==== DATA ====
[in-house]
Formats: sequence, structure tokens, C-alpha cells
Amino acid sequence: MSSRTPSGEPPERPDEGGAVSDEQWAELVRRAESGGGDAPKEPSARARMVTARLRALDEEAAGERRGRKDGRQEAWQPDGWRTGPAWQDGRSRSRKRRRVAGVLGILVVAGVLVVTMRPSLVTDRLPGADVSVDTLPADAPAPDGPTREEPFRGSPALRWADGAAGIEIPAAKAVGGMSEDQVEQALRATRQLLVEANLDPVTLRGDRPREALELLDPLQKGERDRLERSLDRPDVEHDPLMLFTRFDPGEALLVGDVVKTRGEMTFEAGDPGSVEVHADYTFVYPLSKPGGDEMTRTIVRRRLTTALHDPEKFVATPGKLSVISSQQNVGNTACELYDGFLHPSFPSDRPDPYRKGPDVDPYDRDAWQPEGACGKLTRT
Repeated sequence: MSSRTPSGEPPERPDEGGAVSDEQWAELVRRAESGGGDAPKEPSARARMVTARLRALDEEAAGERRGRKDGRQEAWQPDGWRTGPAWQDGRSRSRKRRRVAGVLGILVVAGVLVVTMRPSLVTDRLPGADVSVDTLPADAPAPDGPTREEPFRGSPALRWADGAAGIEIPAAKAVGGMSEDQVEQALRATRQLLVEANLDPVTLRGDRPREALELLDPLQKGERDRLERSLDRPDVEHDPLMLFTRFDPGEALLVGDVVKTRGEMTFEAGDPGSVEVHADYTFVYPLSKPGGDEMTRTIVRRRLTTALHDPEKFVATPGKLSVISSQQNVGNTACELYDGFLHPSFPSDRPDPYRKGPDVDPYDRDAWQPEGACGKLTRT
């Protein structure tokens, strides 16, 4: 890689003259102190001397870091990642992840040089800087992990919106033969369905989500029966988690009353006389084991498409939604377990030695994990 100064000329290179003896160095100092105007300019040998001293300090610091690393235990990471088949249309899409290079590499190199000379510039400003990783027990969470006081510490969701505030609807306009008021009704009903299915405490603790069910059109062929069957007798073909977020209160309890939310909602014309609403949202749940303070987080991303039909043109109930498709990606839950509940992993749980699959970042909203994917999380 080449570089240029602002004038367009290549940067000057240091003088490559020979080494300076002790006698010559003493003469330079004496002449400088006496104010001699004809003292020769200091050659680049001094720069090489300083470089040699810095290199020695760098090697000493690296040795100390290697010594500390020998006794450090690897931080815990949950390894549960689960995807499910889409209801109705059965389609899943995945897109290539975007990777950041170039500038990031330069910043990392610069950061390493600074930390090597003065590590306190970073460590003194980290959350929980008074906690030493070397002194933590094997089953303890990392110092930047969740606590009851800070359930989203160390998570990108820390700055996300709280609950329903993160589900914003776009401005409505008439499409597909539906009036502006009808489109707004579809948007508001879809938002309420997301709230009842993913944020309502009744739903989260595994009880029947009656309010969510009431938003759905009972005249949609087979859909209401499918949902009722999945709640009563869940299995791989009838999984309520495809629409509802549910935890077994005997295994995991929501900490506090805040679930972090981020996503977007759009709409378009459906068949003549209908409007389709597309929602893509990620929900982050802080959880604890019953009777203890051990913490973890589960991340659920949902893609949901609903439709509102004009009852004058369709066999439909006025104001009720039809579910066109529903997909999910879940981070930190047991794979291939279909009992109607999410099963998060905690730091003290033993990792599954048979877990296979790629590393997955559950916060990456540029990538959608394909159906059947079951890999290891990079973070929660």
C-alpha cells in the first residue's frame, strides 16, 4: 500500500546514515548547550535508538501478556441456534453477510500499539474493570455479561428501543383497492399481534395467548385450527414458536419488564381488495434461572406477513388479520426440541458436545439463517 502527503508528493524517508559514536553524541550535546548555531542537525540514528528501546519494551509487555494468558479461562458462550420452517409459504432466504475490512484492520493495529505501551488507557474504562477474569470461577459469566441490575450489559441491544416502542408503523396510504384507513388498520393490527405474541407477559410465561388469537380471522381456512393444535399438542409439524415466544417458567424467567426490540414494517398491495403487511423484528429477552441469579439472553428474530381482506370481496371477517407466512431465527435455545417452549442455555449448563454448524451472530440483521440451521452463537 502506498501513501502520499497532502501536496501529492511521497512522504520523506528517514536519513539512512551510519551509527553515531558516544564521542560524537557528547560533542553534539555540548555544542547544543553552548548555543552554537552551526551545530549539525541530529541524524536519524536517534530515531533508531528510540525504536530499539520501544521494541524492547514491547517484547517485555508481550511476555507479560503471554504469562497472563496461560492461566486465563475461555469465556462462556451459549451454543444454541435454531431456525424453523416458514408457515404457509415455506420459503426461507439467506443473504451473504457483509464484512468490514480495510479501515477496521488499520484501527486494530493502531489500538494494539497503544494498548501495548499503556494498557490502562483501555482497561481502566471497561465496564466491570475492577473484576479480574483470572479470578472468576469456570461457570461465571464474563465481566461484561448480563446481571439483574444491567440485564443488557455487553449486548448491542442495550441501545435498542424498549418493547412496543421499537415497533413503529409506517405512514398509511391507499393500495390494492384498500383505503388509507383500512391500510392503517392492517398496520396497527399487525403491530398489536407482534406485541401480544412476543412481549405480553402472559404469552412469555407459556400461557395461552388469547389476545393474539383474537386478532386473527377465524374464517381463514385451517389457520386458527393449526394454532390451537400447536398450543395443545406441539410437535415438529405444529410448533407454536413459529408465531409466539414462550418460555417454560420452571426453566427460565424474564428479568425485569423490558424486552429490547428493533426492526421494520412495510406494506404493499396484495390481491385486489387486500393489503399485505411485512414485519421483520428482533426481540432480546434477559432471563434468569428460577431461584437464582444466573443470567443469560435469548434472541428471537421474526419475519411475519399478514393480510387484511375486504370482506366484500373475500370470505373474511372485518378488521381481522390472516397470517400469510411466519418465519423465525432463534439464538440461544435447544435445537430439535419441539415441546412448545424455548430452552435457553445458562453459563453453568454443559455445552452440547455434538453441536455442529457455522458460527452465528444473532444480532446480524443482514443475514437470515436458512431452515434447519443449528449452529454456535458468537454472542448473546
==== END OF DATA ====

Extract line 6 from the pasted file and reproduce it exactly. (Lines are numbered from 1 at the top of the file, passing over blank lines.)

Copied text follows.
C-alpha cells in the first residue's frame, strides 16, 4: 500500500546514515548547550535508538501478556441456534453477510500499539474493570455479561428501543383497492399481534395467548385450527414458536419488564381488495434461572406477513388479520426440541458436545439463517 502527503508528493524517508559514536553524541550535546548555531542537525540514528528501546519494551509487555494468558479461562458462550420452517409459504432466504475490512484492520493495529505501551488507557474504562477474569470461577459469566441490575450489559441491544416502542408503523396510504384507513388498520393490527405474541407477559410465561388469537380471522381456512393444535399438542409439524415466544417458567424467567426490540414494517398491495403487511423484528429477552441469579439472553428474530381482506370481496371477517407466512431465527435455545417452549442455555449448563454448524451472530440483521440451521452463537 502506498501513501502520499497532502501536496501529492511521497512522504520523506528517514536519513539512512551510519551509527553515531558516544564521542560524537557528547560533542553534539555540548555544542547544543553552548548555543552554537552551526551545530549539525541530529541524524536519524536517534530515531533508531528510540525504536530499539520501544521494541524492547514491547517484547517485555508481550511476555507479560503471554504469562497472563496461560492461566486465563475461555469465556462462556451459549451454543444454541435454531431456525424453523416458514408457515404457509415455506420459503426461507439467506443473504451473504457483509464484512468490514480495510479501515477496521488499520484501527486494530493502531489500538494494539497503544494498548501495548499503556494498557490502562483501555482497561481502566471497561465496564466491570475492577473484576479480574483470572479470578472468576469456570461457570461465571464474563465481566461484561448480563446481571439483574444491567440485564443488557455487553449486548448491542442495550441501545435498542424498549418493547412496543421499537415497533413503529409506517405512514398509511391507499393500495390494492384498500383505503388509507383500512391500510392503517392492517398496520396497527399487525403491530398489536407482534406485541401480544412476543412481549405480553402472559404469552412469555407459556400461557395461552388469547389476545393474539383474537386478532386473527377465524374464517381463514385451517389457520386458527393449526394454532390451537400447536398450543395443545406441539410437535415438529405444529410448533407454536413459529408465531409466539414462550418460555417454560420452571426453566427460565424474564428479568425485569423490558424486552429490547428493533426492526421494520412495510406494506404493499396484495390481491385486489387486500393489503399485505411485512414485519421483520428482533426481540432480546434477559432471563434468569428460577431461584437464582444466573443470567443469560435469548434472541428471537421474526419475519411475519399478514393480510387484511375486504370482506366484500373475500370470505373474511372485518378488521381481522390472516397470517400469510411466519418465519423465525432463534439464538440461544435447544435445537430439535419441539415441546412448545424455548430452552435457553445458562453459563453453568454443559455445552452440547455434538453441536455442529457455522458460527452465528444473532444480532446480524443482514443475514437470515436458512431452515434447519443449528449452529454456535458468537454472542448473546